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A mountaintop removal site near Pikeville, Kentucky. Photo credit: Kenny Stanley/Berkeley Energy Group

Kentucky, like most of the Appalachian region, has been in economic distress since the bust of the coal mining industry. But, new hope for jobs and the ravaged environment may come in the form of the state's largest solar farm.

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White House. Matthias Harbers / Flickr

By John R. Platt

While visions of sugarplums danced in some of our heads, the Trump administration had a different vision—of a country unbound by rules that protect people, places, wildlife and the climate. Over the past two weeks, the administration has proposed or finalized changes to how the government and the industries it regulates respond to climate change, migratory birds, clean energy, pesticides and toxic chemicals. Here's a timeline:

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Support Ecowatch

www.youtube.com

By Katie O'Reilly

Two years ago—long before coal became one of the most dominant and controversial symbols of the 2016 presidential election—Bloomberg Philanthropies approached production company RadicalMedia with the idea of creating a documentary exploring the U.S. coal mining industry. Last spring, they brought on Emmy-nominated director Michael Bonfiglio, tasked with forging a compelling story out of the multitudes of facts, statistics and narratives underlying the declining industry.

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U.S. Marine Corps Lance Cpl. Cristian L. Ricardo

By John R. Platt

What a long, strange year it's been.

Saturday, Jan. 20 marks the one-year anniversary of the Trump administration officially taking office after a long and arduous election. It's a year that has seen seemingly unending attacks on science and the environment, along with a rise in hateful rhetoric and racially motivated policies. But it's almost been met by the continuing growth of the efforts to resist what the Trump administration has to offer.

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By Jorge Rodríguez

It was Thursday, Nov. 8, but the Mayan calendar marked the day as Wukub' Q'anil, or 7 Rabbit, a good day to ask for the rebirth of sterile lands and the fertility of all living beings.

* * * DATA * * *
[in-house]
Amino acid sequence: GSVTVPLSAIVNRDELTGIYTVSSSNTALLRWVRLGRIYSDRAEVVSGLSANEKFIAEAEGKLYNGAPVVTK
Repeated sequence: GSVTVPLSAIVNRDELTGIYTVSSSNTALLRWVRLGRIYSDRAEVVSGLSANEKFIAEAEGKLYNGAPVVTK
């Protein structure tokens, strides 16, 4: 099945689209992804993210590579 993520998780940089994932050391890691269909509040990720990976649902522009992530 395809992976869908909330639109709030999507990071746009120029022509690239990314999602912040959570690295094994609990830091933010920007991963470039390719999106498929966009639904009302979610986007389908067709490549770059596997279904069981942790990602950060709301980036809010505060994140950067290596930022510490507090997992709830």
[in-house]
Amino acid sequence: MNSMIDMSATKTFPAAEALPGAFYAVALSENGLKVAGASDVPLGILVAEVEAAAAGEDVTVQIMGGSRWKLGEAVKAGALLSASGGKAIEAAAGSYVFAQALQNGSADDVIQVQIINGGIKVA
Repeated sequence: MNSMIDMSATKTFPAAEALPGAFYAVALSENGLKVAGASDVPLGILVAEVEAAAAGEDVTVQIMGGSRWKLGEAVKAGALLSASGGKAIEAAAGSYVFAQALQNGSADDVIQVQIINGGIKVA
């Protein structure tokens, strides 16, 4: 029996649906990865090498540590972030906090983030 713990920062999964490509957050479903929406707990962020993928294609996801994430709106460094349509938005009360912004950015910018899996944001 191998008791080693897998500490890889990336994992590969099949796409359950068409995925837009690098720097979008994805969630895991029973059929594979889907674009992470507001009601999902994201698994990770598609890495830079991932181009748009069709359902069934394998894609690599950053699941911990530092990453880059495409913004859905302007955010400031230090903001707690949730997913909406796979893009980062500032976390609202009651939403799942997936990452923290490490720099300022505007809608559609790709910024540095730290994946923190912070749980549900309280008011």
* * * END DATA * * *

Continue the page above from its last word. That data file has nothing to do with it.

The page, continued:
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Even pocket parks in cities (e.g. Duane Park in Lower Manhattan) can shelter wildlife. Read below for ideas about urban biodiversity. Aude / CC BY-SA

By Jennifer Weeks

Much news about the environment in 2017 focused on controversies over Trump administration actions, such as proposals to promote more use of coal and budget cuts at relevant federal agencies. At the same time, however, many scholars across the U.S. are pursuing innovations that could help create a more sustainable world. Here we spotlight five examples from our 2017 archives.

Read More Show Less
A group of 21 young people challenging the government on climate change have a Feb. 5 trial date. Robin Loznak Photography, LLC

2017 was an exceptional year for ordinary citizens who stepped up to come to their communities' needs and in the process, sent a clear message that anyone can make a difference. As we turn the calendar to 2018, we look to this list as inspiration for others to act as boldly.

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Trending

Photo credit: Vivian Stockman / Ohio Valley Environmental Coalition. Flyover courtesy SouthWings

President Trump has officially killed the Office of Surface Protection's Stream Mining Rule, as he signed legislation undoing the Obama era protection Thursday.

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Crew members Eva Jones and Chris Farley, residents of Mingo County, work the soil. It is compacted, composed of blasted rock, and lacks organic matter. Paul Corbit Brown / YES! Magazine

By Catherine V. Moore

On a surface-mine-turned-farm in Mingo County, West Virginia, former coal miner Wilburn Jude plunks down three objects on the bed of his work truck: a piece of coal, a sponge and a peach. He's been tasked with bringing in items that represent his life's past, present and future. "This is my heritage right here," he said, picking up the coal. Since the time of his Irish immigrant great-grandfathers, all the males in his family have been miners.